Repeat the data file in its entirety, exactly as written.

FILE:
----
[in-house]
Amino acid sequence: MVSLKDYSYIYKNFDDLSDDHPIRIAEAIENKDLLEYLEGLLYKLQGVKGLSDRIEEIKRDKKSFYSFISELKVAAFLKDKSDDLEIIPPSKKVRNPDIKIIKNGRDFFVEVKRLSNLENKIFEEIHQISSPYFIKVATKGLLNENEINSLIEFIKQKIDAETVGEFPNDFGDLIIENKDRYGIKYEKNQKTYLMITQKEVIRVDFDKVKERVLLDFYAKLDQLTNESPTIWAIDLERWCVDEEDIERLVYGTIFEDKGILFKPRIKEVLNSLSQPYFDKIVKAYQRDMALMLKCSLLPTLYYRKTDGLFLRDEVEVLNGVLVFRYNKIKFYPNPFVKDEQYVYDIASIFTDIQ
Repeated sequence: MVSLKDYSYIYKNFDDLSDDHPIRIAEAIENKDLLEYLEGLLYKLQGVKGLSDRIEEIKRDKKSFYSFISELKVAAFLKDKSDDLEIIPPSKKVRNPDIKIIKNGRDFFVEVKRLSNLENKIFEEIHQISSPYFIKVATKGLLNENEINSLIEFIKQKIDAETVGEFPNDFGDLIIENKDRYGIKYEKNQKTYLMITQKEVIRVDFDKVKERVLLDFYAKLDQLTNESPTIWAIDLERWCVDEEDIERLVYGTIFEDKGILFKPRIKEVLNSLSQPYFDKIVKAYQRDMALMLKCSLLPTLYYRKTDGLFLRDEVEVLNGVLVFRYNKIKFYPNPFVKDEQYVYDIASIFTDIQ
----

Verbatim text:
[in-house]
Amino acid sequence: MVSLKDYSYIYKNFDDLSDDHPIRIAEAIENKDLLEYLEGLLYKLQGVKGLSDRIEEIKRDKKSFYSFISELKVAAFLKDKSDDLEIIPPSKKVRNPDIKIIKNGRDFFVEVKRLSNLENKIFEEIHQISSPYFIKVATKGLLNENEINSLIEFIKQKIDAETVGEFPNDFGDLIIENKDRYGIKYEKNQKTYLMITQKEVIRVDFDKVKERVLLDFYAKLDQLTNESPTIWAIDLERWCVDEEDIERLVYGTIFEDKGILFKPRIKEVLNSLSQPYFDKIVKAYQRDMALMLKCSLLPTLYYRKTDGLFLRDEVEVLNGVLVFRYNKIKFYPNPFVKDEQYVYDIASIFTDIQ
Repeated sequence: MVSLKDYSYIYKNFDDLSDDHPIRIAEAIENKDLLEYLEGLLYKLQGVKGLSDRIEEIKRDKKSFYSFISELKVAAFLKDKSDDLEIIPPSKKVRNPDIKIIKNGRDFFVEVKRLSNLENKIFEEIHQISSPYFIKVATKGLLNENEINSLIEFIKQKIDAETVGEFPNDFGDLIIENKDRYGIKYEKNQKTYLMITQKEVIRVDFDKVKERVLLDFYAKLDQLTNESPTIWAIDLERWCVDEEDIERLVYGTIFEDKGILFKPRIKEVLNSLSQPYFDKIVKAYQRDMALMLKCSLLPTLYYRKTDGLFLRDEVEVLNGVLVFRYNKIKFYPNPFVKDEQYVYDIASIFTDIQ